One of the first changes to our peaceful community that my age group witnessed was the Kirkland ferry making its last run. Then the Clayton-Fisher Marina and Repair Shop closed, as well as Johnson’s Marina and Buchan Boat Co.
Buchan Sr. had his boat hauled out at the Fisher Marina on Lake Washington just north of Madison Park. In 1959 the Buchan Boat Co. formed by Bill Sr. and son John became a sailboat production.
The inhabitants began to change. When rentals became not only available but affordable, a new category of society moved in. Most of us were blue collar, would we approve? It was put to a vote among the nearly 21 of us single guys. One day several of us were shooting hoops and walking down the alley between 42nd and 43rd and heard a voice, “Would you guys help me with this couch, please?” This was a new resident in our neighborhood. She was dressed in uniform and had wings. (No, the kind worn on a lapel) Her sparkling eyes and a smile larger than her face while carrying a bottle of champagne (from Continental Airlines, if I recall) convinced us we should help share that bubbly reward with her and her friends. That led to great friendships and being invited to many functions.
Not long after the birth of the Attic at their Friday night opening, wall-to-wall locals and new residents showed up to mingle, drink and sing to popular hits on the big Wurlitzer jukebox. Even though many were not quite 21, the Attic welcomed everyone. Soon all of the businesses benefitted from this new influx of humanity.
This new infiltration into our Villa by the Sea enjoyed modest incomes but Main Street in Bellevue chanted in the distance, “Come shop, come eat, etc.!” and later Bellevue Square offered restaurants, stores, a theater and even a new car dealership. The mall had more of everything. Kirkland also grew from a city center with horses and other farm animals (being country and proud of it) to a gut that could be tooled (street to drive on and be seen). As children we took the ferry to the Kirkland Fair. Ella Bartholomew of Ella’s Café in Madison Park, also had the concession on board which had great cheeseburgers, milkshakes, and home-made cakes and pies.
A mall was a great innovation having anything and everything with absolutely no parking issues. Northgate was not just a mall but the first one in the United States! It was open air and very sociable as many of our friends from Madison Park could be seen there too. A favorite place for us was a restaurant that featured a rare beef sandwich and for an additional $.50 it could be changed for a prime cut for a grand total of $6.95.
Capitol Hill boasted several popular restaurants that have gone by the wayside: Henry’s Off Broadway, Charlie’s, Boondocks Sundeckers and Green Thumbs, and the Broadway owned by “Devo.” So nice to see the Deluxe still stands. I lived on Capitol Hill in the early 1960s where some inhabitants were working class living in boarding houses with shared restrooms some offering two meals a day. Many of them lived there since before the turn of the century. Many types of people are presently blending in becoming the norm but it is a work in progress. The biggest drawback is parking.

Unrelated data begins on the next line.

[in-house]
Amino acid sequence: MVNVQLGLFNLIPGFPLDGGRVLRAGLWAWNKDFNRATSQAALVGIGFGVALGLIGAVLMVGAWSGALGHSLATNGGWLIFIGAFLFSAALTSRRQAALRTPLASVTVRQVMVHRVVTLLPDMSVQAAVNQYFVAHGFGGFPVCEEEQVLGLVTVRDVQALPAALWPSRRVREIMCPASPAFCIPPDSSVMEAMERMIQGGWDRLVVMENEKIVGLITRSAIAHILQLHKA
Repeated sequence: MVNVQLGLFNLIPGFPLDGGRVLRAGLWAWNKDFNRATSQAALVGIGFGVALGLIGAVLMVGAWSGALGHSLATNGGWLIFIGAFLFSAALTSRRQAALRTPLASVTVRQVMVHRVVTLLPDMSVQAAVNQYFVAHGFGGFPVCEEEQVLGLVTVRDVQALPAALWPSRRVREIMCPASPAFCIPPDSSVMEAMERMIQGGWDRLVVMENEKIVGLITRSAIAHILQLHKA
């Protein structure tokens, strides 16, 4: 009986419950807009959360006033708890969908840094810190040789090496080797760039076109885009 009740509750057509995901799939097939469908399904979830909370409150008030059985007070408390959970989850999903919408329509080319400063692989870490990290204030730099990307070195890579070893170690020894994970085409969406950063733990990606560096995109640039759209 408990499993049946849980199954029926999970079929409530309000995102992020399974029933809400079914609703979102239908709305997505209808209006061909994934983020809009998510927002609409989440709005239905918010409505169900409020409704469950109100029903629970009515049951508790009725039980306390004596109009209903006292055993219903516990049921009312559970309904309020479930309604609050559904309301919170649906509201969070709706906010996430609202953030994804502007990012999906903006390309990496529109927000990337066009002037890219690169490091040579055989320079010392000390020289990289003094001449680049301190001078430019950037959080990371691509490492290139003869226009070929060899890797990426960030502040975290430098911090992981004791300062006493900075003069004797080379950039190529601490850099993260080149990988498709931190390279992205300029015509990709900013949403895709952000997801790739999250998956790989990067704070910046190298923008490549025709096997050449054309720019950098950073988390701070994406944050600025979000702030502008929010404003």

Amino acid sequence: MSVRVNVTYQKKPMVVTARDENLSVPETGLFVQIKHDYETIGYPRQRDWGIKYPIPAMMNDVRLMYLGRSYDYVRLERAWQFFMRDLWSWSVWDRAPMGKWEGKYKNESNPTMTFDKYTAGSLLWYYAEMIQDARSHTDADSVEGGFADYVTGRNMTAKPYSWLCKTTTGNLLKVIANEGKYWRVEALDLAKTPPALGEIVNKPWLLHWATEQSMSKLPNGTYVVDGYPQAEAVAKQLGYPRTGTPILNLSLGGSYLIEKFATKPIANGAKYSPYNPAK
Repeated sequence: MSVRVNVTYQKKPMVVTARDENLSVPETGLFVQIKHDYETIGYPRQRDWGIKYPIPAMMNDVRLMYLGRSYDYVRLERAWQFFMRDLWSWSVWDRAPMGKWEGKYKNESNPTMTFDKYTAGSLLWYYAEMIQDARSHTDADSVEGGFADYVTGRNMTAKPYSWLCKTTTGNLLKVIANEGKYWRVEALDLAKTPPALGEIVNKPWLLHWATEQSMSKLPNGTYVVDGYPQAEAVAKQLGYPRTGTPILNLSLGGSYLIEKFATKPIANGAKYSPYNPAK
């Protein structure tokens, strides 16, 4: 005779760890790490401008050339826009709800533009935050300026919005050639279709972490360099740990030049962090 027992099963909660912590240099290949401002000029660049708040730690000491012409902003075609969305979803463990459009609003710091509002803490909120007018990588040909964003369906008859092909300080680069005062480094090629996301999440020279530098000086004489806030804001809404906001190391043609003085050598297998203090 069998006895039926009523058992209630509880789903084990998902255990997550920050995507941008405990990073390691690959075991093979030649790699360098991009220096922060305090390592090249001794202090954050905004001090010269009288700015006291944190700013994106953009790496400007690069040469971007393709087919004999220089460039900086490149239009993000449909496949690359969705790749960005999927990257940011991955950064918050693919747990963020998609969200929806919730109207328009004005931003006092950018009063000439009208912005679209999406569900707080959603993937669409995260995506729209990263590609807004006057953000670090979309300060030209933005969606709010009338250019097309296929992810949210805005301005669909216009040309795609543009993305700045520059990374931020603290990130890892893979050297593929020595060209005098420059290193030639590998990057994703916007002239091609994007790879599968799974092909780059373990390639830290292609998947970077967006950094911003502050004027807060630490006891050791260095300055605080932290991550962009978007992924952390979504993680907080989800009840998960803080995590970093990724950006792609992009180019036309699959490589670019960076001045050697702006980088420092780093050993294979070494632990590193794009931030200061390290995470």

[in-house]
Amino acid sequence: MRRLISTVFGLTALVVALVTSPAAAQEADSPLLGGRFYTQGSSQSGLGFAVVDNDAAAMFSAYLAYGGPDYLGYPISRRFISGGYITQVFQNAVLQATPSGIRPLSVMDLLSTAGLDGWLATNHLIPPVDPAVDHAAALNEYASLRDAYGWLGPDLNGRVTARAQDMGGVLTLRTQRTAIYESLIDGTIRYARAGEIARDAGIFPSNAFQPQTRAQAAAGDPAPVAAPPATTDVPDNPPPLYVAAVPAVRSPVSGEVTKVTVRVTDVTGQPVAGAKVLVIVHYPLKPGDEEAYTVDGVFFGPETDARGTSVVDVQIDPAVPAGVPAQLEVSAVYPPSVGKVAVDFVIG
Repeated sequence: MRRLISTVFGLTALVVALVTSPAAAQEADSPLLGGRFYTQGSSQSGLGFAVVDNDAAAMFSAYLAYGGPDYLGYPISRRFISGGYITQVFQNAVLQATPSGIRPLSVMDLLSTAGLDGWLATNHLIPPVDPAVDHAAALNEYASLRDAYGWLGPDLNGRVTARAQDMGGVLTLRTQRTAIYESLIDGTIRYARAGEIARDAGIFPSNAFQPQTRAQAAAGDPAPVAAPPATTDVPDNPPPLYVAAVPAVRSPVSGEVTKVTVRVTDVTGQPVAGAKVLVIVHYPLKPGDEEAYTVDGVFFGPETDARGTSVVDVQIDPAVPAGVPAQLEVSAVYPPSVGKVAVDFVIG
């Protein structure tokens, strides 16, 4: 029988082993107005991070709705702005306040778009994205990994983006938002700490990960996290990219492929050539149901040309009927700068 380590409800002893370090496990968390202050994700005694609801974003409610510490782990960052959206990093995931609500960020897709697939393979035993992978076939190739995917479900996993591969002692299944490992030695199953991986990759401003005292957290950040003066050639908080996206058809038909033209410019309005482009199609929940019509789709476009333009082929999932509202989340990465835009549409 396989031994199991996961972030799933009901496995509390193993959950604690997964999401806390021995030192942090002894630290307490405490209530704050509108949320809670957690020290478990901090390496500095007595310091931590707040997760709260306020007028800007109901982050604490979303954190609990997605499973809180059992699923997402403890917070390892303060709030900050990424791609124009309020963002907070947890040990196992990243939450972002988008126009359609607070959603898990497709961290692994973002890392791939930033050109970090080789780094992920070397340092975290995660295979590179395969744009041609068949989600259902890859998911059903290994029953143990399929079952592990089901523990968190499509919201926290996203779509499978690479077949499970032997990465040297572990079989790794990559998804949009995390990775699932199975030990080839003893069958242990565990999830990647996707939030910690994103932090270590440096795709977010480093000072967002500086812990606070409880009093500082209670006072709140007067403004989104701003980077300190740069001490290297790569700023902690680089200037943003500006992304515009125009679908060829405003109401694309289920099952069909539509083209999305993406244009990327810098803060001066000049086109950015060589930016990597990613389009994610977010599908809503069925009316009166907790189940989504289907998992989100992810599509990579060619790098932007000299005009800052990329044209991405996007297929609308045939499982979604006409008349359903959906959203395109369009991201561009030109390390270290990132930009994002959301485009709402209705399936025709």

What about a Madison Park upgrade, you ask. Our motto had been, “Why change anything?” We have great shopping within walking distance, a big park and a very large beach, tennis courts and restaurants.
We are not far from the Broadmoor Country Club and the Seattle Tennis Club. A name to our fame is that Madison is the only street that starts at salt water (Puget Sound – Ivar’s to be exact) and ends at fresh water (Lake Washington) directly and uninterrupted in a fairly straight-line SW to NE ending in at 43rd and Madison. A few excellent restaurants in our neighborhood we’ve enjoyed were Peters in the Park, Manca's, Bings, Sostanza, The Beachhouse, Sorella's. Cactus and Scoop du Jour remain. How to Cook a Wolf is inviting for many.
Many large corporations looked at our area for expansion but once the realization Madison Park was a dead end with no through traffic (let alone much parking), that idea certainly became a dead end. At one point Mayor Nickels accompanied Lola McKee from the hardware store to look around our area for whatever reason and Lola said, “Don’t even think of it!” He laughed.
Park Shore and Washington Towers slipped in before a moratorium of height was pronounced.
City People Mercantile and the community recently lost the site to a rather large conglomerate that will accommodate residents and some retail but will surely add to overburdened traffic. The bungalows and old houseboats have been making way for condominium complexes, apartment buildings and now rather large mansions. Funny how a 1920 circa home can be bought for over $1 million then torn down and replaced by a building (needing an elevator to age in place) with no yard or memories.
What does Madison Park need? My German grandmother used to say, (sounded like: “Es gud enuf!”) (but really was: “Es ist gut genug!”) or “It’s good enough, ya?”